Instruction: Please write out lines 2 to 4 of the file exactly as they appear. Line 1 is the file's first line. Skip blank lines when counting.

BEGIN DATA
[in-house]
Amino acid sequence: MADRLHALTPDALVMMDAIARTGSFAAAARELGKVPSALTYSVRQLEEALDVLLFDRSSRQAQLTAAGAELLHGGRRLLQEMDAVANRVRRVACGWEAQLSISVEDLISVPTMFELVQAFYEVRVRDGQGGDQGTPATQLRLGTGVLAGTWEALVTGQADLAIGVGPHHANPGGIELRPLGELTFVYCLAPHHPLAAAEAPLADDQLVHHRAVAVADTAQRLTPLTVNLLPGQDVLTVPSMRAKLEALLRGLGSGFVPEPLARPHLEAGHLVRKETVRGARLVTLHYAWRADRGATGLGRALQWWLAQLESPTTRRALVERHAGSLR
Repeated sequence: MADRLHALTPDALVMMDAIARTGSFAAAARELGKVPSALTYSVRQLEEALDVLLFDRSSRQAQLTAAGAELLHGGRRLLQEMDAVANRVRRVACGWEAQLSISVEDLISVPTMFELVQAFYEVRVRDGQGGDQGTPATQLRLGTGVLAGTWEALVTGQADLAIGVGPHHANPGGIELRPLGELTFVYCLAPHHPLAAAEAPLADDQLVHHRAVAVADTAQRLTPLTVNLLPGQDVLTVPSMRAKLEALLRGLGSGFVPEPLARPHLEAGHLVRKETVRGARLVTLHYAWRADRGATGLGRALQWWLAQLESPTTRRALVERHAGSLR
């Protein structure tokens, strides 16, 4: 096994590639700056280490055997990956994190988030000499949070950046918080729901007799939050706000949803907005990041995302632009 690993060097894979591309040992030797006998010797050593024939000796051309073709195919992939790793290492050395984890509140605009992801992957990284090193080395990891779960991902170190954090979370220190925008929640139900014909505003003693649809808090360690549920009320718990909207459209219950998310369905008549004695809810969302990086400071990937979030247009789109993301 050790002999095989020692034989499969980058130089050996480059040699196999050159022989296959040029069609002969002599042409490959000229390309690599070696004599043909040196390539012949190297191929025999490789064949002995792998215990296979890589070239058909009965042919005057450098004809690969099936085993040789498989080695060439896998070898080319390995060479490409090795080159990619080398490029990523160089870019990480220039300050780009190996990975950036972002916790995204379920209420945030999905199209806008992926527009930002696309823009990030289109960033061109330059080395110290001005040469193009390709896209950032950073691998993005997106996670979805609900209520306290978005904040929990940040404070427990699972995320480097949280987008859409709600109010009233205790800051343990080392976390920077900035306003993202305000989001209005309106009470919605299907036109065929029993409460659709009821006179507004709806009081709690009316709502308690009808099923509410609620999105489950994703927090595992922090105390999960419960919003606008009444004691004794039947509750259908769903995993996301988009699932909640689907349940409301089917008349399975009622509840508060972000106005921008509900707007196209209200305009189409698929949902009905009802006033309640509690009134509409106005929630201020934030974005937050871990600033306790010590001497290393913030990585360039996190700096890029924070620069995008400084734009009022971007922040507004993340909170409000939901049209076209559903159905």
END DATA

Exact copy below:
Amino acid sequence: MADRLHALTPDALVMMDAIARTGSFAAAARELGKVPSALTYSVRQLEEALDVLLFDRSSRQAQLTAAGAELLHGGRRLLQEMDAVANRVRRVACGWEAQLSISVEDLISVPTMFELVQAFYEVRVRDGQGGDQGTPATQLRLGTGVLAGTWEALVTGQADLAIGVGPHHANPGGIELRPLGELTFVYCLAPHHPLAAAEAPLADDQLVHHRAVAVADTAQRLTPLTVNLLPGQDVLTVPSMRAKLEALLRGLGSGFVPEPLARPHLEAGHLVRKETVRGARLVTLHYAWRADRGATGLGRALQWWLAQLESPTTRRALVERHAGSLR
Repeated sequence: MADRLHALTPDALVMMDAIARTGSFAAAARELGKVPSALTYSVRQLEEALDVLLFDRSSRQAQLTAAGAELLHGGRRLLQEMDAVANRVRRVACGWEAQLSISVEDLISVPTMFELVQAFYEVRVRDGQGGDQGTPATQLRLGTGVLAGTWEALVTGQADLAIGVGPHHANPGGIELRPLGELTFVYCLAPHHPLAAAEAPLADDQLVHHRAVAVADTAQRLTPLTVNLLPGQDVLTVPSMRAKLEALLRGLGSGFVPEPLARPHLEAGHLVRKETVRGARLVTLHYAWRADRGATGLGRALQWWLAQLESPTTRRALVERHAGSLR
């Protein structure tokens, strides 16, 4: 096994590639700056280490055997990956994190988030000499949070950046918080729901007799939050706000949803907005990041995302632009 690993060097894979591309040992030797006998010797050593024939000796051309073709195919992939790793290492050395984890509140605009992801992957990284090193080395990891779960991902170190954090979370220190925008929640139900014909505003003693649809808090360690549920009320718990909207459209219950998310369905008549004695809810969302990086400071990937979030247009789109993301 050790002999095989020692034989499969980058130089050996480059040699196999050159022989296959040029069609002969002599042409490959000229390309690599070696004599043909040196390539012949190297191929025999490789064949002995792998215990296979890589070239058909009965042919005057450098004809690969099936085993040789498989080695060439896998070898080319390995060479490409090795080159990619080398490029990523160089870019990480220039300050780009190996990975950036972002916790995204379920209420945030999905199209806008992926527009930002696309823009990030289109960033061109330059080395110290001005040469193009390709896209950032950073691998993005997106996670979805609900209520306290978005904040929990940040404070427990699972995320480097949280987008859409709600109010009233205790800051343990080392976390920077900035306003993202305000989001209005309106009470919605299907036109065929029993409460659709009821006179507004709806009081709690009316709502308690009808099923509410609620999105489950994703927090595992922090105390999960419960919003606008009444004691004794039947509750259908769903995993996301988009699932909640689907349940409301089917008349399975009622509840508060972000106005921008509900707007196209209200305009189409698929949902009905009802006033309640509690009134509409106005929630201020934030974005937050871990600033306790010590001497290393913030990585360039996190700096890029924070620069995008400084734009009022971007922040507004993340909170409000939901049209076209559903159905």